This 2017-2018 Flu season caused 83 deaths in Dallas County alone. 4 of those deaths were pediatric, the last one being just recently. A 16 year old boy passed away from complications of the Flu on April 26, 2018.
Thousands of children younger than 5 years are hospitalized from flu complications every year. CDC estimates that since 2010, flu-related hospitalizations among children younger than 5 years ranged from 6,000 to 26,000 in the United States. Influenza causes more hospitalizations among young children than any other vaccine-preventable disease. The single best way to protect against seasonal flu and its potential severe complications is for children to get a seasonal influenza vaccine each year. Flu vaccination is recommended for all children aged 6 months and older. Making healthy choices at school and at home can help prevent the flu and spreading flu to others.
Encourage children, parents, and staff to take the following everyday preventive actions[2 MB, 2 pages]:
Flu vaccines have good safety record. Hundreds of millions of Americans have safely received flu vaccines over the past 50 years, and there has been extensive research supporting the safety of flu vaccines.
A flu vaccine is the first and best way to reduce your chances of getting the flu and spreading it to others. CDC recommends that everyone 6 months of age and older receive a flu vaccine every year.
No, the flu vaccine cannot cause flu. The vaccines either contain inactivated virus, meaning the viruses are no longer infectious, or a particle designed to look like a flu virus to your immune system. While the nasal spray flu vaccine does contain a live virus, the viruses are changed so that they cannot give you the flu.
Like any medical product, vaccines can cause side effects. Side effects of the flu vaccine are generally mild and go away on their own within a few days.
Common side effects from the flu shot include:
The flu shot, like other injections, can occasionally cause fainting.
Some studies have found a possible small association of injectable flu vaccine with Guillain-Barré syndrome (GBS). Overall, these studies estimated the risk for GBS after vaccination as fewer than 1 or 2 cases of GBS per one million people vaccinated. Other studies have not found any association. GBS also, rarely, occurs after flu illness. Even though GBS following flu illness is rare, GBS is more common following flu illness than following flu vaccination. GBS has not been associated with the nasal spray vaccine.
With any vaccine, look for any unusual conditions, such as a high fever, behavior changes, or signs of a severe allergic reaction after vaccination.
Signs of a severe allergic reaction can include:
Life threatening allergic reactions to the flu shot are rare. These signs would most likely happen within a few minutes to a few hours after the vaccine is given.
If you think it is a severe allergic reaction or other emergency that can’t wait, call 9-1-1 and get to the nearest hospital. Otherwise, call your doctor.
Afterward, the reaction should be reported to the Vaccine Adverse Event Reporting System (VAERS). Your doctor might file this report, or you can do it yourself through the VAERS website, or by calling 1-800-822-7967.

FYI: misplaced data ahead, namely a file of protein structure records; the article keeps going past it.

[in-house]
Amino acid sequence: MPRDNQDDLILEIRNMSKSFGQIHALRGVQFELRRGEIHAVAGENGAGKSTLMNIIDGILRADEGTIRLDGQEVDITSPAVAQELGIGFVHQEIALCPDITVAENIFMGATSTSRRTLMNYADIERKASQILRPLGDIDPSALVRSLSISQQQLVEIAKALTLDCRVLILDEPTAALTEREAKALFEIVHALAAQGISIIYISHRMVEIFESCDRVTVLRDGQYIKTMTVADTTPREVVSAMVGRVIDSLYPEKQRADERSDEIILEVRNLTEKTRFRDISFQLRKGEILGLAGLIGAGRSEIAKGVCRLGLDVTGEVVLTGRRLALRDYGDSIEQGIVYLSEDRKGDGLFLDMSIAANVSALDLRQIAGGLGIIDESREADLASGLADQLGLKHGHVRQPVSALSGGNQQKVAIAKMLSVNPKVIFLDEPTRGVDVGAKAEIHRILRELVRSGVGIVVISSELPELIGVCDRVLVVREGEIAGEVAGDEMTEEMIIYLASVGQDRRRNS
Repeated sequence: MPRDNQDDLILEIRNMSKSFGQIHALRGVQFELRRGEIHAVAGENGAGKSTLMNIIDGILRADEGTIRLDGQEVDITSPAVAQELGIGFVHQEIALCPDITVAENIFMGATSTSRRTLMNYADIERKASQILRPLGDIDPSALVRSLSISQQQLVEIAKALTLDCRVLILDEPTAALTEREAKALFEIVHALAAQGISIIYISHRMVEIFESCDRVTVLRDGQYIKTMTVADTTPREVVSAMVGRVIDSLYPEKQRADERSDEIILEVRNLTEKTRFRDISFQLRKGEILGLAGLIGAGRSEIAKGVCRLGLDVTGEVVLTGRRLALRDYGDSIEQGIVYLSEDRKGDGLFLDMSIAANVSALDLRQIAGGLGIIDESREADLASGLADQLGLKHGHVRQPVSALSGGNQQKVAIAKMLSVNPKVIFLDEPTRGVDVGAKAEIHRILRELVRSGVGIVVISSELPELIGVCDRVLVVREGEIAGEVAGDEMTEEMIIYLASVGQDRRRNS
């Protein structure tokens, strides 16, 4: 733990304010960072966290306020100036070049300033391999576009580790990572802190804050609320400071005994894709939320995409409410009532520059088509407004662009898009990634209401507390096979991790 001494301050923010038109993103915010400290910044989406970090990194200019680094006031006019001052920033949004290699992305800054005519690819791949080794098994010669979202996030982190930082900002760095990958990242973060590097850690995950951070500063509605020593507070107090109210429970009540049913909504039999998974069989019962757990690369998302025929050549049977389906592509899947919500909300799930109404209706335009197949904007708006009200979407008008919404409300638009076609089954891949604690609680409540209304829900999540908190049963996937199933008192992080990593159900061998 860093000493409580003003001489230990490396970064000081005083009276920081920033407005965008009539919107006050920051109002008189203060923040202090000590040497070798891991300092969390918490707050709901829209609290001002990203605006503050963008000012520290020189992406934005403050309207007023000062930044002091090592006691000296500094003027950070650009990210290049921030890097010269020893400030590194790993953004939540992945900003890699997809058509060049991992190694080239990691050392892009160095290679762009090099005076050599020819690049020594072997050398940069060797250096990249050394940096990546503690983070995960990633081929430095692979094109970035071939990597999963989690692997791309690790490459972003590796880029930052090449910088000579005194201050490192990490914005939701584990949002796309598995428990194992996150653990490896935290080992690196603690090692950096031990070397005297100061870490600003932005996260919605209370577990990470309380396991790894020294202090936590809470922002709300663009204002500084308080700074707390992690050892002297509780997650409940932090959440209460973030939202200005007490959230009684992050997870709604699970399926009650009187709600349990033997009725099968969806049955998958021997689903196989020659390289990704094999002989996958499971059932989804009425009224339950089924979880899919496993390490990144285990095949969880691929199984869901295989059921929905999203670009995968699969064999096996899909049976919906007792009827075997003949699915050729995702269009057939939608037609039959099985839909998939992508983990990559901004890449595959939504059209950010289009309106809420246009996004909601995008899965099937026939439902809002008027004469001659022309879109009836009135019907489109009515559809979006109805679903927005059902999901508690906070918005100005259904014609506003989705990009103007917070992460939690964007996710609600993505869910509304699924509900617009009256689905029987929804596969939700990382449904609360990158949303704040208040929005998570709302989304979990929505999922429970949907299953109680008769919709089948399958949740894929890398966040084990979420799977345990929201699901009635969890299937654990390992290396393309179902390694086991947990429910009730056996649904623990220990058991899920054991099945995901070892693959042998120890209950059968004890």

CDC recommends everyone 6 months of age and older should receive an annual flu vaccination with rare exceptions. Individuals who can’t get the flu shot include:
Individuals should talk with their doctor before getting the flu shot if they:
There are multiple flu vaccines available, and not all flu vaccines can be given to people of all ages. Talk to your doctor if you have any questions regarding which flu vaccine options are best for you and your family. See Vaccination: Who Should Do It, Who Should Not and Who Should Take Precautions) for more information.
Yes, pregnant women should get a flu shot to protect themselves and their developing babies. To learn more about flu vaccine safety during pregnancy, visit Flu Vaccine Safety and Pregnancy.
CDC and the Food and Drug Administration (FDA) closely monitor the safety of vaccines approved for use in the United States. CDC uses two primary systems to monitor the safety of flu vaccines:
The recommendations for vaccination of people with egg allergies have not changed since last season (2016-2017).
People with egg allergies can receive any licensed, recommended age-appropriate influenza vaccine and no longer have to be monitored for 30 minutes after receiving the vaccine. People who have severe egg allergies should be vaccinated in a medical setting and be supervised by a health care provider who is able to recognize and manage severe allergic conditions.
Flu is a serious contagious disease that can lead to hospitalization and even death.
CDC urges you to take the following actions to protect yourself and others from influenza (the flu):
Visit CDC’s website to find out what to do if you get sick with the flu.
Influenza is a serious disease that can lead to hospitalization and sometimes even death. Every flu season is different, and influenza infection can affect people differently, but millions of people get the flu every year, hundreds of thousands of people are hospitalized and thousands or tens of thousands of people die from flu-related causes every year. Even healthy people can get very sick from the flu and spread it to others. CDC estimates that flu-related hospitalizations since 2010 ranged from 140,000 to 710,000, while flu-related deaths are estimated to have ranged from 12,000 to 56,000. During flu season, flu viruses circulate at higher levels in the U.S. population. (“Flu season” in the United States can begin as early as October and last as late as May.) An annual seasonal flu vaccine is the best way to reduce your risk of getting sick with seasonal flu and spreading it to others. When more people get vaccinated against the flu, less flu can spread through that community.